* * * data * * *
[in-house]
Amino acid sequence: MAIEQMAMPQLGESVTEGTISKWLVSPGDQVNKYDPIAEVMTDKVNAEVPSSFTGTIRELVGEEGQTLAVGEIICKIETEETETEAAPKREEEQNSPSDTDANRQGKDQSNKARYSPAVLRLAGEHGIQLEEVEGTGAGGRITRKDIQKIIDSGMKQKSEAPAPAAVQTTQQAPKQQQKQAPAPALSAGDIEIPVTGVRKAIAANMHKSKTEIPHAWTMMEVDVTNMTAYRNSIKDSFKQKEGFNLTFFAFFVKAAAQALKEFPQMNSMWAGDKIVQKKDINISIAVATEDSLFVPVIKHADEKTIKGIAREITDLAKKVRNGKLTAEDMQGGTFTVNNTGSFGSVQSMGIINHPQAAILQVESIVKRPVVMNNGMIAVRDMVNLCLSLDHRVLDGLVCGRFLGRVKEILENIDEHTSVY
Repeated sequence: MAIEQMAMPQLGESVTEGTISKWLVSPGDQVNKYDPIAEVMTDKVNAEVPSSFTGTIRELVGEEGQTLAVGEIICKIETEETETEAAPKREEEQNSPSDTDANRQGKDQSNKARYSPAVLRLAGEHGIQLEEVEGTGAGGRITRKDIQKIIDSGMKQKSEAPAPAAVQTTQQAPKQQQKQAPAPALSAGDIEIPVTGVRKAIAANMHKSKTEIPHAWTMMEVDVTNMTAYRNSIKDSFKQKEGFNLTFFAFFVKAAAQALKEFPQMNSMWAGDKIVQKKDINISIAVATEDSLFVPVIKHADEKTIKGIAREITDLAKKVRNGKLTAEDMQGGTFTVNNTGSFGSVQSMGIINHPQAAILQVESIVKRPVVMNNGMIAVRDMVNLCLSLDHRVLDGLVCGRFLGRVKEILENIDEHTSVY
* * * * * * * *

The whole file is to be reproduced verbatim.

[in-house]
Amino acid sequence: MAIEQMAMPQLGESVTEGTISKWLVSPGDQVNKYDPIAEVMTDKVNAEVPSSFTGTIRELVGEEGQTLAVGEIICKIETEETETEAAPKREEEQNSPSDTDANRQGKDQSNKARYSPAVLRLAGEHGIQLEEVEGTGAGGRITRKDIQKIIDSGMKQKSEAPAPAAVQTTQQAPKQQQKQAPAPALSAGDIEIPVTGVRKAIAANMHKSKTEIPHAWTMMEVDVTNMTAYRNSIKDSFKQKEGFNLTFFAFFVKAAAQALKEFPQMNSMWAGDKIVQKKDINISIAVATEDSLFVPVIKHADEKTIKGIAREITDLAKKVRNGKLTAEDMQGGTFTVNNTGSFGSVQSMGIINHPQAAILQVESIVKRPVVMNNGMIAVRDMVNLCLSLDHRVLDGLVCGRFLGRVKEILENIDEHTSVY
Repeated sequence: MAIEQMAMPQLGESVTEGTISKWLVSPGDQVNKYDPIAEVMTDKVNAEVPSSFTGTIRELVGEEGQTLAVGEIICKIETEETETEAAPKREEEQNSPSDTDANRQGKDQSNKARYSPAVLRLAGEHGIQLEEVEGTGAGGRITRKDIQKIIDSGMKQKSEAPAPAAVQTTQQAPKQQQKQAPAPALSAGDIEIPVTGVRKAIAANMHKSKTEIPHAWTMMEVDVTNMTAYRNSIKDSFKQKEGFNLTFFAFFVKAAAQALKEFPQMNSMWAGDKIVQKKDINISIAVATEDSLFVPVIKHADEKTIKGIAREITDLAKKVRNGKLTAEDMQGGTFTVNNTGSFGSVQSMGIINHPQAAILQVESIVKRPVVMNNGMIAVRDMVNLCLSLDHRVLDGLVCGRFLGRVKEILENIDEHTSVY